The OF Blog: A slight detour was taken

Sunday, May 23, 2010

A slight detour was taken

I needed a bit more variety, so I decided to read new (at least to me) fictions this weekend before resuming my re-reading projects.  So far, I have finished the following books since last Friday night:

Peter Burke, Varieties of Cultural History (don't know if I'll review it, but if enough interest is expressed in the comments, I'll do so)

Thomas Ligotti, Songs of a Dead Dreamer (review either tonight or tomorrow)

Michal Ajvaz, The Golden Age (review probably tomorrow)

Manuel Mujica Lainez, El unicornio (who wants a review of this, published in English as The Wandering Unicorn?)

Zoran Živković, Escher's Loops/Esherove petlje (review in the next day or two; read this alternating between the Serbian original and the English translation)

Tariq Ali, Shadows of the Pomegranate Tree (again, who wants a review of this?  Respond, please)


Plus I'm likely to finish Adam Roberts' Yellow Blue Tibia later tonight.


Erikson's third Malazan book, Memories of Ice, might be finished by tomorrow.  I'm at the 1/8 point right now.  Simmons' Fall of Hyperion will fall to Tuesday or Wednesday for its completion.  Nice to have so many reading possibilities at my fingertips.  I'm only about 2/3 into my book cataloging and I'm already near 1400 books.  A little over 300 of those are not in English.  Need to keep (re)reading those as well.  Maybe a Borges/Bioy Casares month later this year?  Who wants that?

18 comments:

José said...

Larry, a review of Mujica Lainez and Tariq Ali would be welcome.

Larry said...

The Mujica Lainez one might be one of my trickier ones to do, José. I read it over 4 weeks in Spanish, but will have to write the review in English and that might warp quite a few of my memories, as I've found in the past when trying to write a detailed review of a book I read in a non-English language. But it is a beautiful work, so perhaps.

Paul said...

Looking forward to hearing what you think of the Ligotti and Zivkovic, as both are in my to read pile.

Larry said...

Ligotti will be up in a few minutes. Just a couple of paragraphs to go. Might write the Escher's Loopsreview in the afternoon tomorrow.

Anonymous said...

I have an English translation of the Lainez -- a paperback I actually bought at a grocery store years ago. It has an introduction by Borges. The novel is either a snooze or badly translated -- you could probably determine which.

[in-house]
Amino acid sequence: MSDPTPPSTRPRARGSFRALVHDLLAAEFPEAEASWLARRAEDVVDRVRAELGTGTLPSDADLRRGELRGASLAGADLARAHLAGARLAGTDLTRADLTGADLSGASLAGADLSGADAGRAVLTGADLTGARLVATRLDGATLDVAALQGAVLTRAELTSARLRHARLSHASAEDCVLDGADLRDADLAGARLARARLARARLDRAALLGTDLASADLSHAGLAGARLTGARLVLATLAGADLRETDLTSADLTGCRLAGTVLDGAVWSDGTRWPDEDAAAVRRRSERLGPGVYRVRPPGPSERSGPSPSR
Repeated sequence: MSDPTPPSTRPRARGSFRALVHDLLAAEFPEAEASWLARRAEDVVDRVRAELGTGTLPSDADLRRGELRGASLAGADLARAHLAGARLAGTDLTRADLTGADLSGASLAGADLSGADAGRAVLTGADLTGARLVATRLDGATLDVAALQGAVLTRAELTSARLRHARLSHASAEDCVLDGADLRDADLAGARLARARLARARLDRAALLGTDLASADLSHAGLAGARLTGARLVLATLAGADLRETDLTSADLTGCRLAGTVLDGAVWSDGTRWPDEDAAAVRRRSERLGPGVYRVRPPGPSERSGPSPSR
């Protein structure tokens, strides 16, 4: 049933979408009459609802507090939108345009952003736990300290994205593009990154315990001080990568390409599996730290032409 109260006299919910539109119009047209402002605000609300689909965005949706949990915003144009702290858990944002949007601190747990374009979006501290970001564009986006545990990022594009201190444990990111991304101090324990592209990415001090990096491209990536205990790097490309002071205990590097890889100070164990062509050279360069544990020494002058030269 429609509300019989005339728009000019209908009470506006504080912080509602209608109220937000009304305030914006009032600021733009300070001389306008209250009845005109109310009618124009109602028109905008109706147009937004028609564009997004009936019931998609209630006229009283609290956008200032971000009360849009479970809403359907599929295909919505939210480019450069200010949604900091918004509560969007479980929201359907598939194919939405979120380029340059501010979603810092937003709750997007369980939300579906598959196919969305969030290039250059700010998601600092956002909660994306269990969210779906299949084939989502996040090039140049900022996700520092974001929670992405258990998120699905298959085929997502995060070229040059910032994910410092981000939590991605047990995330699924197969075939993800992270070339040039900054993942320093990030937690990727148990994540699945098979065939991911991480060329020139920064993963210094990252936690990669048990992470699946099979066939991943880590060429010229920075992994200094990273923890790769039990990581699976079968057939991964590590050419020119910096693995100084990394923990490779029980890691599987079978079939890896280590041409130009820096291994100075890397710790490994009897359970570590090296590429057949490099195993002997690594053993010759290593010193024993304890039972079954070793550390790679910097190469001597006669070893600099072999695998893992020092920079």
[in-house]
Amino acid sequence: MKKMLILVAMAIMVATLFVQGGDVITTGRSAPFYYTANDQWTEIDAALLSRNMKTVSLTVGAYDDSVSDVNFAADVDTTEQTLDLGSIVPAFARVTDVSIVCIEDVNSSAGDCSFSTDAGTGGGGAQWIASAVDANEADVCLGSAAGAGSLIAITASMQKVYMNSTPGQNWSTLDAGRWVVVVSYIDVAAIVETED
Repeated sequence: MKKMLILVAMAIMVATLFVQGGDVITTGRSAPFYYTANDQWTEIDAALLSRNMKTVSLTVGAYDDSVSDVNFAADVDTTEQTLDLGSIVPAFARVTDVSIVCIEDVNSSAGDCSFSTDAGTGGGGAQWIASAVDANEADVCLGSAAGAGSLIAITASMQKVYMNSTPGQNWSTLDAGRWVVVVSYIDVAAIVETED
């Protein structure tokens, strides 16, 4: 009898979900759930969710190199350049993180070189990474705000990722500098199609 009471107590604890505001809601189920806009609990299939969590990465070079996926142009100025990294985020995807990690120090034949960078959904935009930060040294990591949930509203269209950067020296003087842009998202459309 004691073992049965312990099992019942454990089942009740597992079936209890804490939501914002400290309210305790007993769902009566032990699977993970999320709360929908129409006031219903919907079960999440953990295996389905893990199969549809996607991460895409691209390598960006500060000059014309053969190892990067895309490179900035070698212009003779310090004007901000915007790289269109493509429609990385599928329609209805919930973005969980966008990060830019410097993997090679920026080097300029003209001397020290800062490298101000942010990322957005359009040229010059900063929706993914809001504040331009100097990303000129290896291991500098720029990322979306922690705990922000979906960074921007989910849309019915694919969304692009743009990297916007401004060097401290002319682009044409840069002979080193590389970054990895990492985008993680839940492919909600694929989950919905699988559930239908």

Jeff Ford

Larry said...

Jeff,

In Spanish, the prose was ornate and beautiful to read. The story, however, was quite boring at times, so I'd say that the translation probably wasn't all that good and that while the writing was elegant, the story was nowhere near the level of the sentence-by-sentence prose. The worst of both possibilities, no?

Lasītāja said...

Well, this is a spam, but just look at this headline. I had to share it with you: http://www.guardian.co.uk/science/2010/may/23/i-fought-the-squirrell

Anonymous said...

I would also appreciate a review of the Ali book.

-CN

Larry said...

Nothing with "squirrel" in it is spam! :D

The Ali may be reviewed later today, if I have enough time and energy. About to be mostly gone for a while.

Gio Clairval said...

Wow, Larry, you're the fastest reader on earth. I'm going to ponder your reviews and pick my next books to read accordingly.

Larry said...

I'm not quite that fast, Gio. Yes, I've had (too much) reading time of late, though.

So...which books you're considering?

Anonymous said...

Larry: Thanks for the rundown. Yeah, that's a shame. Did the editions you've seen have the Borges intro?

Jeff Ford

Larry said...

No, Jeff, I didn't have any introductions at all for it. However, I wonder if it might be in this collection of Borges' introductions that I have. Let me check...

No, not for this particular book. Did find a Borges introduction for Mujica Lainez's The Idols in one of my two collections of Borges' prologues/introductions to others' works. Might blog about that in a month or two, whenever the mood strikes me to write a series of reviews of Borges' fiction and non-fiction.

Anonymous said...

Larry: Actually, it's not an introduction, it's billed as a foreward -- what ever the difference is between the two. The copy I have is a mass market from Berkley Books.

Jeff Ford

Larry said...

Yeah, it's hard for me to keep the two separate in my mind. I wonder what the original publication date was for the translation, since the original Spanish edition was apparently 1965. Seems like it hasn't been in print since the 1980s, looking at Amazon.

Anonymous said...

I've got the book in my office here somewhere. Let me find it and I'll get back to you on the translation date if it's in there also the translator.

Jeff Ford

Anonymous said...

OK, the translator is Mary Fitton. Ever heard of her? I couldn't find anything else on her. Lainez apparently didn't have a steady translator. Interesting bit of side info -- Mary Fitton was the name of the woman it is believe that Shakespeare wrote his Dark Lady sonnetts to. Do you think it's a cover name for someone else?

Jeff Ford

Larry said...

Huh, now that is very interesting indeed! I did a quick "mary fitton translator" google and it took a while to find anything more recent than the era of the "Dark Lady," but it might be a real person's name. Unfortunately, this translator apparently didn't do a great job rendering Portuguese into English, so the apparent deficiencies of the Mujica Lainez translation were not limited to that one.

 
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